For more details, you can check the full documentation on this link.

Accessing table data

To store or retrieve data from tables, you need to have a way to access them. In my demo application I'm be using two different approaches to access the table data:

Direct access

You can use the Microsoft Azure Storage Libraries for .NET and have direct access to the storage tables. I used this in IUserProfileService for the CRUD operations. This way cheaper because you will access the data directly, bypassing azure functions.

Direct data access

UserProfileService communication with Azure Storage

Access using azure functions

Another way to access your data is to create an Azure Function that will do that, so instead of writing directly to the table, you will pass data to the Azure function and then the function will store the data in the table. This maybe sounds like overkill, having a 'redundant' layer (function) in the middle, because you need to maintain the function and pay for the usage of the function, but it also has its benefits. You can bind to different queues and notify them; you can easily log everything in one place and many other benefits. I use this approach in IScrapeConfigService implementation.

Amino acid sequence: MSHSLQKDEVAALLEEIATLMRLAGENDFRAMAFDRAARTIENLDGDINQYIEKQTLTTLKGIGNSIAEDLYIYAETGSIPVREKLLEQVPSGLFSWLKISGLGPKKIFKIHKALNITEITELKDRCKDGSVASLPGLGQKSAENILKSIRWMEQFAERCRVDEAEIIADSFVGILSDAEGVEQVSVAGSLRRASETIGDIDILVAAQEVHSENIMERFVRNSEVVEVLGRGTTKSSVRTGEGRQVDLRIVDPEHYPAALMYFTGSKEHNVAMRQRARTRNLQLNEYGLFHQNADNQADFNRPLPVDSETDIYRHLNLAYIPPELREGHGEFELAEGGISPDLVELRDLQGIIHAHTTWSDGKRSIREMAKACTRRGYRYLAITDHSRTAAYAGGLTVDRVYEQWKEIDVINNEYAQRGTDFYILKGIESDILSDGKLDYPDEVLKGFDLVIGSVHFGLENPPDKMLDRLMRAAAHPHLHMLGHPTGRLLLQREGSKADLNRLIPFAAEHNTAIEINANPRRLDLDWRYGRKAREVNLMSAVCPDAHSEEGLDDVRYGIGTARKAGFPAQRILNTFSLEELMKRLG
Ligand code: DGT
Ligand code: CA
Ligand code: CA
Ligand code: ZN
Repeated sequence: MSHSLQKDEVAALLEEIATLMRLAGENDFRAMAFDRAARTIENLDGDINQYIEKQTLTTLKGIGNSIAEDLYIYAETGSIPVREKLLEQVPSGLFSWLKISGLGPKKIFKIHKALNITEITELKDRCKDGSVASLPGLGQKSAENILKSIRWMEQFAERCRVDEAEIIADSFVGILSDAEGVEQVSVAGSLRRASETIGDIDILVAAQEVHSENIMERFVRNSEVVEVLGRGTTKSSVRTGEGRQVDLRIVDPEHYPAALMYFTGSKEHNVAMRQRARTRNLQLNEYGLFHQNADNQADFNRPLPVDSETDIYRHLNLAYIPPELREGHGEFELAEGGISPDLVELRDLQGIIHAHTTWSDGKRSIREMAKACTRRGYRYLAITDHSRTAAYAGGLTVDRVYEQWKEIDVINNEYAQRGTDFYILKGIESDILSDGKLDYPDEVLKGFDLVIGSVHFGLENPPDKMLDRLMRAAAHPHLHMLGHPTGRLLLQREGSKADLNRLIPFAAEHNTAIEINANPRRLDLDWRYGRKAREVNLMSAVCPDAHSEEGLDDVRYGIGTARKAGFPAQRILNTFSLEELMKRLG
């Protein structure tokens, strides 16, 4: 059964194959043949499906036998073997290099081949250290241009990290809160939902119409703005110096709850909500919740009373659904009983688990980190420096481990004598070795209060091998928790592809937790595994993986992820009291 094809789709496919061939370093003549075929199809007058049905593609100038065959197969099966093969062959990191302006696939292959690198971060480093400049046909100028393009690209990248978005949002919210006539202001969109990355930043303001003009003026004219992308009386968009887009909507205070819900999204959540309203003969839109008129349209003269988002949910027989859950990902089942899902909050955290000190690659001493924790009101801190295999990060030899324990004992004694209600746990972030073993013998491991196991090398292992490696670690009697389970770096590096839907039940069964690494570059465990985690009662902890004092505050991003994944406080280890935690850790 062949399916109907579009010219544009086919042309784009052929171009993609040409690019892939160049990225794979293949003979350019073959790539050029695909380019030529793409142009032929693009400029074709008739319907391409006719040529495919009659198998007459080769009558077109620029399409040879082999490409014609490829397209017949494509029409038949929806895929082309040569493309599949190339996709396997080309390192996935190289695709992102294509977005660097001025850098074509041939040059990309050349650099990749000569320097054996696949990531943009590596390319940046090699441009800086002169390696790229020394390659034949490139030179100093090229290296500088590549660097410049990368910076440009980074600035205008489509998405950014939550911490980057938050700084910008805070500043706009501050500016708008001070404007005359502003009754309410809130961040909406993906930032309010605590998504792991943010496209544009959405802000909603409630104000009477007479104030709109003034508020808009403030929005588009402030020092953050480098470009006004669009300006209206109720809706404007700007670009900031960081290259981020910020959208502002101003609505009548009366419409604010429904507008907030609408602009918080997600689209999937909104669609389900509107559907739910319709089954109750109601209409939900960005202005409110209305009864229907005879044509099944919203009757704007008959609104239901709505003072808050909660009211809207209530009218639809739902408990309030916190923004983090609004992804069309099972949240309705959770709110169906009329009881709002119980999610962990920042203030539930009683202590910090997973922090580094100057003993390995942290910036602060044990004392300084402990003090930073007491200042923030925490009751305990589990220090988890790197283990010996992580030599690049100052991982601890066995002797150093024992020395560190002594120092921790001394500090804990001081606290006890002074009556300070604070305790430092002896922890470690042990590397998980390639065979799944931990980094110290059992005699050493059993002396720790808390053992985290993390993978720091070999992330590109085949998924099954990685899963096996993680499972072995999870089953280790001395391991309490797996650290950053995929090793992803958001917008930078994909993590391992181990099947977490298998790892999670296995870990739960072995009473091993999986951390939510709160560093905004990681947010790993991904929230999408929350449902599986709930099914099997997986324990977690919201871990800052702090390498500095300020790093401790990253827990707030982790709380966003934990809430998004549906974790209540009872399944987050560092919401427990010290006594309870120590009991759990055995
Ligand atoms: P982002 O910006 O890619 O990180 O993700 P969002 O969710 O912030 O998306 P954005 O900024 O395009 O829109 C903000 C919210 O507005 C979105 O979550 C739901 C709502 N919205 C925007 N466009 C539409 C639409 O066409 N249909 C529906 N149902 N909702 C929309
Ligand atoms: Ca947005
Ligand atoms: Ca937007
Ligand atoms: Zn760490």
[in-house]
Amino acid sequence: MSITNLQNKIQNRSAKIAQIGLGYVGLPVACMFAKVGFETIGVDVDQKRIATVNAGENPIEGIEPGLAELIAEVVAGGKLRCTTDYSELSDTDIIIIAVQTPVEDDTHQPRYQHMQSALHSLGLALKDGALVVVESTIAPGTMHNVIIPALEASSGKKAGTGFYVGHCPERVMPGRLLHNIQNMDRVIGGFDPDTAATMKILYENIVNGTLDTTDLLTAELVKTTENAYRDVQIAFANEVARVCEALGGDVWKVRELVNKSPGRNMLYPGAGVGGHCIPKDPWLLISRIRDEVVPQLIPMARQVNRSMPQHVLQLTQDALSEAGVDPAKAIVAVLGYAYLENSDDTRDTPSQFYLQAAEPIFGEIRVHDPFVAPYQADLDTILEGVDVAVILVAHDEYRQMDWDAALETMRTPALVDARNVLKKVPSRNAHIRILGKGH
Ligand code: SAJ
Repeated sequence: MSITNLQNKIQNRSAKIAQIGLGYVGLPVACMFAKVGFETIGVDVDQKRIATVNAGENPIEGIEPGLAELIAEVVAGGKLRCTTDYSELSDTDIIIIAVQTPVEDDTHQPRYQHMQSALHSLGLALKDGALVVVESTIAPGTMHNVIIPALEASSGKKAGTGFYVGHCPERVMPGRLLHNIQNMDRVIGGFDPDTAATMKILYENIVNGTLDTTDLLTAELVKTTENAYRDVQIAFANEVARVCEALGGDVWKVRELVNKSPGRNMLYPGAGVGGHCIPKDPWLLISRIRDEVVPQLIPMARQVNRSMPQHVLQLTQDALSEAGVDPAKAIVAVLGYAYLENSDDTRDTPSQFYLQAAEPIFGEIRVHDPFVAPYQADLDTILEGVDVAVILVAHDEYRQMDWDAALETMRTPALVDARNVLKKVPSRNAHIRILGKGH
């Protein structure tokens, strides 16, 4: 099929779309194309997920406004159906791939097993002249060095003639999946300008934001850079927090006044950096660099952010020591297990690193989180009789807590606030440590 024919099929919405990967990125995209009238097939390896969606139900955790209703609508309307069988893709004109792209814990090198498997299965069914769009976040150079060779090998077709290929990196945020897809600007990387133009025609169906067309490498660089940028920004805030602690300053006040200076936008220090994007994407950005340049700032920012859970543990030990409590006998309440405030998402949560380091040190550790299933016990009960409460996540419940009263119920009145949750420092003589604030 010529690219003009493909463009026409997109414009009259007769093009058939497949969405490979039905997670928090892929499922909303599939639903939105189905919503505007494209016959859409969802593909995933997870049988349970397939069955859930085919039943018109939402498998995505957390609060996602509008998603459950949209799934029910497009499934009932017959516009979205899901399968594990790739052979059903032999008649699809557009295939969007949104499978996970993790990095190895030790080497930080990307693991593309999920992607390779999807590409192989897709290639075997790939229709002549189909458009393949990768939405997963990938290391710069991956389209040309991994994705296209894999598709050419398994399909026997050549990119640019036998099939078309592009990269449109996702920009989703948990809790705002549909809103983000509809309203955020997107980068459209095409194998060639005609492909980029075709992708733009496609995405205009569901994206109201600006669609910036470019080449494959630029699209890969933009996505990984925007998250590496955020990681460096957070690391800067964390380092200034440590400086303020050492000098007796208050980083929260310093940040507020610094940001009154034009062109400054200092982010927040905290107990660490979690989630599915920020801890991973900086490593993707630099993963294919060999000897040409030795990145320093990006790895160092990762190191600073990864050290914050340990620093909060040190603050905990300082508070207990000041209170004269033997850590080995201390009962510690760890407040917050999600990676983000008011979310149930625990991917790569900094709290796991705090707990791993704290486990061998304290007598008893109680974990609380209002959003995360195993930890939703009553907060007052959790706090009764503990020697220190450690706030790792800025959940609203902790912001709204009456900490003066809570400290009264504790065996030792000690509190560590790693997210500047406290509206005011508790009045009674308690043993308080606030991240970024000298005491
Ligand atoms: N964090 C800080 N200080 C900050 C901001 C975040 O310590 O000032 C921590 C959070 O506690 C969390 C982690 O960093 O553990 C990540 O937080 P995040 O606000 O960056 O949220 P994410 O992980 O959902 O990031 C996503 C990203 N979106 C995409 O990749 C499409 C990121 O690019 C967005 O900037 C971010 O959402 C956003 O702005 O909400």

Direct data access

ScrapeConfigsController communication with Azure Storage

Email sending

To send emails, I used SendGrid service integrated into Azure. It's really easy to set up an account and then using Azure Function you can easily send an email. You can bind an Azure function to queue and whenever you send message to that queue SendGrid will send an email. Easy Peasy.
In my demo, I've created a service that I will use to send emails whenever my app needs to send any. So, I created a Function that will accept email messages, and then it will populate all the required data if needed and send them to message queue. From that message queue, a function that is triggered on message queue will pick it and forward it to SendGrid.
Direct data access